Editor’s Note: In this issue’s Conversation Suzanne Sankar, Executive Editor of the Field Educator and Associate Dean of Simmons School of Social Work, interviews Cindy Hunter, who along with Julia Moen and Miriam Raskin, edited Social Work Field Directors Foundations for Excellence. Cindy is an Associate Professor and Director of Field Placement at James Madison University. More information about the book can be found at http://bit.ly/2fxkSyX.
All Volume 6.2 | Fall 2016
Staying current with scholarship enriches the work of field educators: it teaches us innovative ways to solve perennial field problems, suggests new readings for field seminars, keeps us abreast of current debates in social work education, and even inspires us in our own writing on theory and research. “What We’re Reading” presents our brief summaries of the findings of recent publications in field education. Our emphasis is on implications for practice. Readers are encouraged to suggest articles or books for future review.
This article follows-up on a 2013 randomized trial where MSW students were taught Motivational Interviewing (MI). To assess experiences with the MI training, focus groups were held with students seven months post training. Student perceptions of the MI training, maintenance of skills learned with an emphasis on how they transferred training to their field practice and the role of field instructors was explored. Findings suggest that students were able to maintain basic MI skills but had difficulty transferring greater elements of the training to practice. The role of the field instructor was instrumental in whether students did or did not use MI in practice post training.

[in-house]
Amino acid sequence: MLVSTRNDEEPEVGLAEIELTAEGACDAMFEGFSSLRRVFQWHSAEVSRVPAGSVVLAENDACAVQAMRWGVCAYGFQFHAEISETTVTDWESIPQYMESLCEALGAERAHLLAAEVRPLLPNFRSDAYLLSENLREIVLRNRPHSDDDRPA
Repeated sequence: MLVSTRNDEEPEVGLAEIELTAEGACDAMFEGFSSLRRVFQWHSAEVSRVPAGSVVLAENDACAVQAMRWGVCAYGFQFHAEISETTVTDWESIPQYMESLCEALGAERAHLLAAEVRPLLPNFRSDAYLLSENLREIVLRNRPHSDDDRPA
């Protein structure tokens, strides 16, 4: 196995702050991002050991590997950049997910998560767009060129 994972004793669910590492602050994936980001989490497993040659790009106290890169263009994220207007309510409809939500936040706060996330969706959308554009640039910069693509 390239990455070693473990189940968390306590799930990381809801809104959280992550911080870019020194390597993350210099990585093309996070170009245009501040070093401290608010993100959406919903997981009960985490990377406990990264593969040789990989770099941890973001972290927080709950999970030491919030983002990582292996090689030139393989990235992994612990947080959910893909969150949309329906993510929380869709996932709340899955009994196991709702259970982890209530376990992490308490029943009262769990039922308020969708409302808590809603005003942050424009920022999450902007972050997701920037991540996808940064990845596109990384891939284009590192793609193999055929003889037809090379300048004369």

Keywords: clinical training transfer to field, motivational interviewing, transfer of learning, field instruction
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In 2012, the state of Delaware experienced an unprecedented number of suicide deaths among youth and young adults (aged 13-21). A CDC epidemiologic investigation found mental health problems as a major determinant of the suicide deaths. Faculty members in the Department of Social Work at Delaware State University (DSU) collaborated with the Office of Field Instruction to develop a faculty-led field practicum to address the problem. This article addresses the factors that were considered, including adhering to the philosophy of field instruction at DSU, assessing students’ understanding and mastery of core competencies, and supporting the department’s mission and key underpinnings.
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This paper outlines the experiences of an undergraduate social work program (Bachelor of Social Work) in Belfast, Northern Ireland. Two terms used throughout the paper include: 1) “service user,” equivalent to “client” in the North American context and 2) “caregiver” also known as “carer,” a term used to describe individuals who play the role of caring or supporting service users/clients.
Helping graduate level social work students address and process recent mass casualty violence is a challenge to any classroom. We feel it is especially challenging when the classroom is virtual. While the virtual format allows for video and audio contact, students and instructors may be thousands of miles apart and see each other, like the old Hollywood Squares television program, from only the shoulders to the top of the head. Our Virtual Academic Center (VAC), while in most ways a marvel of technology, does present special challenges when faculty is confronted with such sensitive issues as the killings in Orlando, the deaths of Alton Sterling and Philando Castile and the shooting of police officers in Dallas and Baton Rouge.